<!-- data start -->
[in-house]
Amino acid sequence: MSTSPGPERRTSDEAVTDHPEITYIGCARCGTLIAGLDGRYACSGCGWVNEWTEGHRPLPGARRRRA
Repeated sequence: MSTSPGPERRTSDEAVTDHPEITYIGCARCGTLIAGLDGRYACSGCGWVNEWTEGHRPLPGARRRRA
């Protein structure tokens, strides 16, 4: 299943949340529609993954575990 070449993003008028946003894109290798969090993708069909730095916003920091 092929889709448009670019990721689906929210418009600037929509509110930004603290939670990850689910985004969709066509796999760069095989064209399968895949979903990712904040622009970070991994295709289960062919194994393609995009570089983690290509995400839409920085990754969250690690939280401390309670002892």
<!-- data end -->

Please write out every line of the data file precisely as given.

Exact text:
[in-house]
Amino acid sequence: MSTSPGPERRTSDEAVTDHPEITYIGCARCGTLIAGLDGRYACSGCGWVNEWTEGHRPLPGARRRRA
Repeated sequence: MSTSPGPERRTSDEAVTDHPEITYIGCARCGTLIAGLDGRYACSGCGWVNEWTEGHRPLPGARRRRA
């Protein structure tokens, strides 16, 4: 299943949340529609993954575990 070449993003008028946003894109290798969090993708069909730095916003920091 092929889709448009670019990721689906929210418009600037929509509110930004603290939670990850689910985004969709066509796999760069095989064209399968895949979903990712904040622009970070991994295709289960062919194994393609995009570089983690290509995400839409920085990754969250690690939280401390309670002892």